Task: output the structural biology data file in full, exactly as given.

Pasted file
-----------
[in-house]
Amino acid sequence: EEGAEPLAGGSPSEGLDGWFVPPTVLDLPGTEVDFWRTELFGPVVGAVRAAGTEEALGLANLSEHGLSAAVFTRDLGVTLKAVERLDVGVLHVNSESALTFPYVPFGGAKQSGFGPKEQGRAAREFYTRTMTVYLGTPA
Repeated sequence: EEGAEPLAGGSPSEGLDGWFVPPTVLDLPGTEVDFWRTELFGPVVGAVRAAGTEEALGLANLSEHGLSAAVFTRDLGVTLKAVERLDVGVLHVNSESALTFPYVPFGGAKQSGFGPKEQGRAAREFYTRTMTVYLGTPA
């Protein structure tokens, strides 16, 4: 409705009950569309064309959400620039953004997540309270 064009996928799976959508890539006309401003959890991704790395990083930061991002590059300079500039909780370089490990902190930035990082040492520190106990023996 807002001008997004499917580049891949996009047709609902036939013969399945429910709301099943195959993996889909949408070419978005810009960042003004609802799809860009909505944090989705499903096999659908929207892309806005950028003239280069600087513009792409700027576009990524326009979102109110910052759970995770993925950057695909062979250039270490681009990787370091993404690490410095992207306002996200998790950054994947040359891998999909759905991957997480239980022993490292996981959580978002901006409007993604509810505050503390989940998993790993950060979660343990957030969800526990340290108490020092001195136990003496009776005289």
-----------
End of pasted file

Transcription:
[in-house]
Amino acid sequence: EEGAEPLAGGSPSEGLDGWFVPPTVLDLPGTEVDFWRTELFGPVVGAVRAAGTEEALGLANLSEHGLSAAVFTRDLGVTLKAVERLDVGVLHVNSESALTFPYVPFGGAKQSGFGPKEQGRAAREFYTRTMTVYLGTPA
Repeated sequence: EEGAEPLAGGSPSEGLDGWFVPPTVLDLPGTEVDFWRTELFGPVVGAVRAAGTEEALGLANLSEHGLSAAVFTRDLGVTLKAVERLDVGVLHVNSESALTFPYVPFGGAKQSGFGPKEQGRAAREFYTRTMTVYLGTPA
């Protein structure tokens, strides 16, 4: 409705009950569309064309959400620039953004997540309270 064009996928799976959508890539006309401003959890991704790395990083930061991002590059300079500039909780370089490990902190930035990082040492520190106990023996 807002001008997004499917580049891949996009047709609902036939013969399945429910709301099943195959993996889909949408070419978005810009960042003004609802799809860009909505944090989705499903096999659908929207892309806005950028003239280069600087513009792409700027576009990524326009979102109110910052759970995770993925950057695909062979250039270490681009990787370091993404690490410095992207306002996200998790950054994947040359891998999909759905991957997480239980022993490292996981959580978002901006409007993604509810505050503390989940998993790993950060979660343990957030969800526990340290108490020092001195136990003496009776005289």